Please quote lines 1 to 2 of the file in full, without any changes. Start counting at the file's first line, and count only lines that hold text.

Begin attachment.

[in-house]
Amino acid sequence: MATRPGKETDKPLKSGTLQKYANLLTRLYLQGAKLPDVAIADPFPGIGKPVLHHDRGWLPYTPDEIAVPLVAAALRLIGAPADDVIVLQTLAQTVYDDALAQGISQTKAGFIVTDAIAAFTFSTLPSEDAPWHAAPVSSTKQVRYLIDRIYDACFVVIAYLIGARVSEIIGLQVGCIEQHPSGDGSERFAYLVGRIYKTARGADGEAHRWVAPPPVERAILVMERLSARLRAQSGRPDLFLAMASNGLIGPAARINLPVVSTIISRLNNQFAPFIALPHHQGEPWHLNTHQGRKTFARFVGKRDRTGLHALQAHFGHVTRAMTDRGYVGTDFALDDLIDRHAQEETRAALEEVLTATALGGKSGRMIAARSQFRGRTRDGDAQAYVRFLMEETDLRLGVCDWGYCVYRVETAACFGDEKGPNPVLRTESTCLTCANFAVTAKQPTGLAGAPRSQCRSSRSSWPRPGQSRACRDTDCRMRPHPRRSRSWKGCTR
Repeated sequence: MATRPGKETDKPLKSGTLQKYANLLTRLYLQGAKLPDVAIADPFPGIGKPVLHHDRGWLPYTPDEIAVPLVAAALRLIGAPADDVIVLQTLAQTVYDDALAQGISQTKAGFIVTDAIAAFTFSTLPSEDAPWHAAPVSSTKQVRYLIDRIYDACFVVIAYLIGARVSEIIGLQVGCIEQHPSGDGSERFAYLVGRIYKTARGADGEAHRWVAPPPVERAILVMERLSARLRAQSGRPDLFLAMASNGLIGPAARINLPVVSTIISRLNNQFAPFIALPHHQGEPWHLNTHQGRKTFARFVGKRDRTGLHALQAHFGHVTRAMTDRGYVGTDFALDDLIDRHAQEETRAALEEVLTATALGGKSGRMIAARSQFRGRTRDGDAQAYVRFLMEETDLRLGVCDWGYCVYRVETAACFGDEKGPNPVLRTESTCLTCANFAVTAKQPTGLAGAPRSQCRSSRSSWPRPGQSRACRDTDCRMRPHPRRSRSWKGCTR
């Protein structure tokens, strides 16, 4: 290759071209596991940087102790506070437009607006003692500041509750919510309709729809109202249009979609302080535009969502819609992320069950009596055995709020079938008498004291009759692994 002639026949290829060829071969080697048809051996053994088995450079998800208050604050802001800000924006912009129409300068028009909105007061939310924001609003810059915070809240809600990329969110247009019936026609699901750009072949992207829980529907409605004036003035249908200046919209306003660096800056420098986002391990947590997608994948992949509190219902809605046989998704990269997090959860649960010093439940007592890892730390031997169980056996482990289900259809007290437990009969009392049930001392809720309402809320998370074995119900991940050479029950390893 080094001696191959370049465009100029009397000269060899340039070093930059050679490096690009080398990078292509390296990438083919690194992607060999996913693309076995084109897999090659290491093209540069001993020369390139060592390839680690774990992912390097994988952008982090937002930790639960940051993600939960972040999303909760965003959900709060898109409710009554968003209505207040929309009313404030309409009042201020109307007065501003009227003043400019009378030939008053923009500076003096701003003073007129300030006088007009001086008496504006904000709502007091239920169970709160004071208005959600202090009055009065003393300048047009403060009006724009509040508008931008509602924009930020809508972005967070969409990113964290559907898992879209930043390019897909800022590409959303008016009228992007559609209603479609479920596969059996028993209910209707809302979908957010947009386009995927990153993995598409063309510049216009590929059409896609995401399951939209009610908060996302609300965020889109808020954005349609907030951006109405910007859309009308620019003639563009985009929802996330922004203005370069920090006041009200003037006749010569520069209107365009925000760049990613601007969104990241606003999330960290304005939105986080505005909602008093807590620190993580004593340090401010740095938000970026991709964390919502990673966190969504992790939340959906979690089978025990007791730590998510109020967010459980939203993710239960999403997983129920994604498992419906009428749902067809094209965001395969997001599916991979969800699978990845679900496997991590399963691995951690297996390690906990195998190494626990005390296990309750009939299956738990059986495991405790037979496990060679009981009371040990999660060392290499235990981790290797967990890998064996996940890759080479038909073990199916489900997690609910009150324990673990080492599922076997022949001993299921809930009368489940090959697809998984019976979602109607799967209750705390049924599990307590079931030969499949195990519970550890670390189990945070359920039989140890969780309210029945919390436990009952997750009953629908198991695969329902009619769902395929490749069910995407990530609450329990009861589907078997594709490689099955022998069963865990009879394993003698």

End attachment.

[in-house]
Amino acid sequence: MATRPGKETDKPLKSGTLQKYANLLTRLYLQGAKLPDVAIADPFPGIGKPVLHHDRGWLPYTPDEIAVPLVAAALRLIGAPADDVIVLQTLAQTVYDDALAQGISQTKAGFIVTDAIAAFTFSTLPSEDAPWHAAPVSSTKQVRYLIDRIYDACFVVIAYLIGARVSEIIGLQVGCIEQHPSGDGSERFAYLVGRIYKTARGADGEAHRWVAPPPVERAILVMERLSARLRAQSGRPDLFLAMASNGLIGPAARINLPVVSTIISRLNNQFAPFIALPHHQGEPWHLNTHQGRKTFARFVGKRDRTGLHALQAHFGHVTRAMTDRGYVGTDFALDDLIDRHAQEETRAALEEVLTATALGGKSGRMIAARSQFRGRTRDGDAQAYVRFLMEETDLRLGVCDWGYCVYRVETAACFGDEKGPNPVLRTESTCLTCANFAVTAKQPTGLAGAPRSQCRSSRSSWPRPGQSRACRDTDCRMRPHPRRSRSWKGCTR